Tuesday, September 9, 2014

Dodging Gluten in Deutschland

The kitchen in our HouseTrip apartment--perfect
for preparing gluten-free breakfasts and lunches.
Summertime travels have kept me away from my blog, but even though Doug and I will still be spending plenty of time on the road this fall, I’m ready to return to a more regular writing routine.

Our most recent—and lengthiest--trip of the summer was to Berlin. In 2001-2002, our family hosted foreign exchange student Caroline Meurer for a year. Through the years we’ve had the opportunity to visit back and forth with her and her family, and we were delighted to return to Germany this summer to celebrate her marriage to Max Helms. (Max had also stayed with us for several weeks in 2011, and we had grown to love him and consider him family as well).

The couple was stunning. The wedding was beautiful. The reception and dinner party afterwards were elegant. And the time we spent with her family and ours—Emily and Bryson and were able to make the trip as well—was truly precious.

I was also pleased with the ease in which I was able to manage my gluten-free diet. I discovered that even if you have celiac disease or non-celiac gluten sensitivity, spending 17 days in Germany is very doable. 

The gluten-free label on a bag of potato chips.
We found it very simple to find an apartment with a fully functional and well-equipped kitchen where we could eat breakfast and lunch every day. We used HouseTrip to find a place close to the Meurers’ house, making it handy for us to spend time with the family. (VRBO and Airbnb also had multiple listings of places to stay. We’ve had great success with all three of these vacation home rental websites in countries and cities far and wide.) Grocery stores abound in Berlin, so finding gluten-free and whole foods was no problem at all.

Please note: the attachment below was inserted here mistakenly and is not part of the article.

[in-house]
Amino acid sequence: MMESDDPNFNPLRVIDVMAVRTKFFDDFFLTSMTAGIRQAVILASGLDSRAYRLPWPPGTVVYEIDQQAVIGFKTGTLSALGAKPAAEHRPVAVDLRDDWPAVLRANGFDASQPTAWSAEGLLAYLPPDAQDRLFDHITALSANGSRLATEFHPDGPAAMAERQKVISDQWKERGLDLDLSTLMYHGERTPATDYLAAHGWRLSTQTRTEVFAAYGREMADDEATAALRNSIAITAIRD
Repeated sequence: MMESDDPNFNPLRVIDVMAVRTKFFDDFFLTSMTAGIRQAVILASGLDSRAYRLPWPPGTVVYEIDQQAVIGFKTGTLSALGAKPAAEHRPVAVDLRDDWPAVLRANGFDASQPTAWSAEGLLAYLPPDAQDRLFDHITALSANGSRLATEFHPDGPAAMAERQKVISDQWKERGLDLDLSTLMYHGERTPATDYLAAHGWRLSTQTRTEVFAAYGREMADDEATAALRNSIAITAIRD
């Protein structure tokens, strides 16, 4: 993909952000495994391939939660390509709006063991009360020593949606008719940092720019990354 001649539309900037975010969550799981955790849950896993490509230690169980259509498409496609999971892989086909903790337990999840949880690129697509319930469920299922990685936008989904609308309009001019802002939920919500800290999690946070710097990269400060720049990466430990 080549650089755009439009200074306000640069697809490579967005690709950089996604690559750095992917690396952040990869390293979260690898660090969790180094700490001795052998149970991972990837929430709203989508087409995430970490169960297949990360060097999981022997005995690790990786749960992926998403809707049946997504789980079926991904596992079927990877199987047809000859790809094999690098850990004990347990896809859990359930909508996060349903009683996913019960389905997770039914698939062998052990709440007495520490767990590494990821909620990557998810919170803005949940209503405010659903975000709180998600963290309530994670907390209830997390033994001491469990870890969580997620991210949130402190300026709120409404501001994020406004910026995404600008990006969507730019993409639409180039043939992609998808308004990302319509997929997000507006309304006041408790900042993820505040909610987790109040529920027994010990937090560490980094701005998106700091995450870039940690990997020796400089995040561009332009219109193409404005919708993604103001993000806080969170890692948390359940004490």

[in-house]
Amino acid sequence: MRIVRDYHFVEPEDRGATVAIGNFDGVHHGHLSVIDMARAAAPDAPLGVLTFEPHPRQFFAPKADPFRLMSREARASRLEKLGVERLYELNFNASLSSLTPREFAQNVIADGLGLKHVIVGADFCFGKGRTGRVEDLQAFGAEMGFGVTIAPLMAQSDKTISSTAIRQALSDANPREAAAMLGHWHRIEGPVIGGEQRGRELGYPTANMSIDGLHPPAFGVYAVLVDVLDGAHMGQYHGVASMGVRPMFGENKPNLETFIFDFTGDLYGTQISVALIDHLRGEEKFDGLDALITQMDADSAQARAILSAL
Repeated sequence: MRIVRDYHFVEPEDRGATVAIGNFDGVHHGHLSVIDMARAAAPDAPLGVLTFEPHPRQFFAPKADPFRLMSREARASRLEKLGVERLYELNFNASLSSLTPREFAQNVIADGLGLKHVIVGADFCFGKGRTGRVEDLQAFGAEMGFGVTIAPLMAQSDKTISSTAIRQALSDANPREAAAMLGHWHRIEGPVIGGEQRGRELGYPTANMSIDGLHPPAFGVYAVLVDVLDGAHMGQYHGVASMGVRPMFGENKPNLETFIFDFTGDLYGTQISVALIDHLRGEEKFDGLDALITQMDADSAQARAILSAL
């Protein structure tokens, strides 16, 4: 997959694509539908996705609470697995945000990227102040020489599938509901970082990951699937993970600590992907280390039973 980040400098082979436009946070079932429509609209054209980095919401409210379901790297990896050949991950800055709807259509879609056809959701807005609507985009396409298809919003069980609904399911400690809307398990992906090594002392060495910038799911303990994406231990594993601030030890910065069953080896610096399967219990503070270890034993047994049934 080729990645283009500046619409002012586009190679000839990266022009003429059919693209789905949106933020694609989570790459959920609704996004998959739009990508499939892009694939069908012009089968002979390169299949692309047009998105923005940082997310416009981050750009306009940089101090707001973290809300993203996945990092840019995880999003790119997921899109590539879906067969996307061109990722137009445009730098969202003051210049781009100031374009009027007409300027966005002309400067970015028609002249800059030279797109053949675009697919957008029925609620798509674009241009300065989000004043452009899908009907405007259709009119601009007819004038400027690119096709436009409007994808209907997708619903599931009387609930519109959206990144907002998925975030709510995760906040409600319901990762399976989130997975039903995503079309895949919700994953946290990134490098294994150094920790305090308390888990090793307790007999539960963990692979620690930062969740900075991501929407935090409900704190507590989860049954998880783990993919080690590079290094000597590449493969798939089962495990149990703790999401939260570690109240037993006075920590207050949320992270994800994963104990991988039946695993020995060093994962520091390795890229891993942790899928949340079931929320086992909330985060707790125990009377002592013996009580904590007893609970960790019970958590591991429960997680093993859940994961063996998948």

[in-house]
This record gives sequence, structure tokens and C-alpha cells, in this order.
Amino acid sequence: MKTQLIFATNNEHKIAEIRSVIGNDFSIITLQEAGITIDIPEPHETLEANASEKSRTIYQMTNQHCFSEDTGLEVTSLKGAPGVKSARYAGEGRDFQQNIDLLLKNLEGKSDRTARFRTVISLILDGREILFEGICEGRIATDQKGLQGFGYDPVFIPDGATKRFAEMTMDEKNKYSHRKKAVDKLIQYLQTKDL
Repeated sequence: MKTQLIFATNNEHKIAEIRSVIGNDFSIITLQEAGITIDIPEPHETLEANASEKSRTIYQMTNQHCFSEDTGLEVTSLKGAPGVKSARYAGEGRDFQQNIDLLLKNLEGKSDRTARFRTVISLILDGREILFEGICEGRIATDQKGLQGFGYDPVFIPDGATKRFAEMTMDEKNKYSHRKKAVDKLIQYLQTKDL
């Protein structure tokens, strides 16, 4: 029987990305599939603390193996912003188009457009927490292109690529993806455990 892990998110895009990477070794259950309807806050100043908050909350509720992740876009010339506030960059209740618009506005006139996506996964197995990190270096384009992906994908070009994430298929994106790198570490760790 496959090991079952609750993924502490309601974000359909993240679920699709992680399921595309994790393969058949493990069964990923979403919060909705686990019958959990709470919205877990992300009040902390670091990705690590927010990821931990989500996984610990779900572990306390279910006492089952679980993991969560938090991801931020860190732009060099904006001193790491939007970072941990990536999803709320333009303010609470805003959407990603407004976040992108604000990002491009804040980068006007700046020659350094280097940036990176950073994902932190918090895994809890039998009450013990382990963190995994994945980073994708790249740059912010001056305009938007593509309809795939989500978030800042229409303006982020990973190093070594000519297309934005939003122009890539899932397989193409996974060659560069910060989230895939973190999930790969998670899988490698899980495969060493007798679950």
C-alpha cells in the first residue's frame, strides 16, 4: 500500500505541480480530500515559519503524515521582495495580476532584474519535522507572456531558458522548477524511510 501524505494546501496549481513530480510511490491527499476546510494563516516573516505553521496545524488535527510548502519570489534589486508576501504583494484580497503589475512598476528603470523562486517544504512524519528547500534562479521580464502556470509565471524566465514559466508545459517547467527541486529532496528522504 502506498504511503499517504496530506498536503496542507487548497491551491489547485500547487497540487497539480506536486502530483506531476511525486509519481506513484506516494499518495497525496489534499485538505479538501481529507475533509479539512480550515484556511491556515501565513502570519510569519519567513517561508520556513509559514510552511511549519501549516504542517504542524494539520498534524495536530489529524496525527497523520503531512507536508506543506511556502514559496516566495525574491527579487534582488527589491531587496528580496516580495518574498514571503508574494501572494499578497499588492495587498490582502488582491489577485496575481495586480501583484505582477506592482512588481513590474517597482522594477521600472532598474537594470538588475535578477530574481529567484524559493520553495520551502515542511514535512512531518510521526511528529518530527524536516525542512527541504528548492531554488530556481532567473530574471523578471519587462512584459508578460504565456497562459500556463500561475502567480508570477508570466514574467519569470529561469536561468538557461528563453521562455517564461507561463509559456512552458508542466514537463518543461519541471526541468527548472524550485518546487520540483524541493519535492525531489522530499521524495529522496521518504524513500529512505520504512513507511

To my surprise and delight, the labels on food products in Germany list the major allergens, just as they do in the United States. Most of the grocery stores also carry Schar and Udi’s and other popular gluten-free brands. Hooray!

One of my favorite gluten-free dishes--tunafish
nachos--from a restaurant called La Batea.
We usually ate our evening meals in local restaurants. Even if you haven’t practiced your German for a while (or if you never learned it at all), it is fairly easy to communicate the fact that you can’t eat Gluten (or Mehl).  Most restaurant personnel in Germany speak English as well as we do, anyway—and we found that most are familiar with celiac disease and other gluten issues. (If you are worried about communication, though, carry the handy Gluten Free Restaurant Translation Cards by Gluten Free Passport or download the iEatOut Apple app or the Gluten and Allergy Free Menu Helper Android app for $4.99.)

Although I must admit I suffered the effects of “glutening” on a couple of days during the trip, the symptoms were no worse than I occasionally struggle with at home. (They presented nothing I couldn’t handle by popping a few tablets of Immodium.)  I admit that I could have been (and should be) more careful at times. But it’s a risk that I’m willing to take. While many people determine that such risks aren’t worth it—and they are probably the healthier for it--I refuse to allow celiac disease to stop me from experiencing some of the best times of my life--which this trip was among.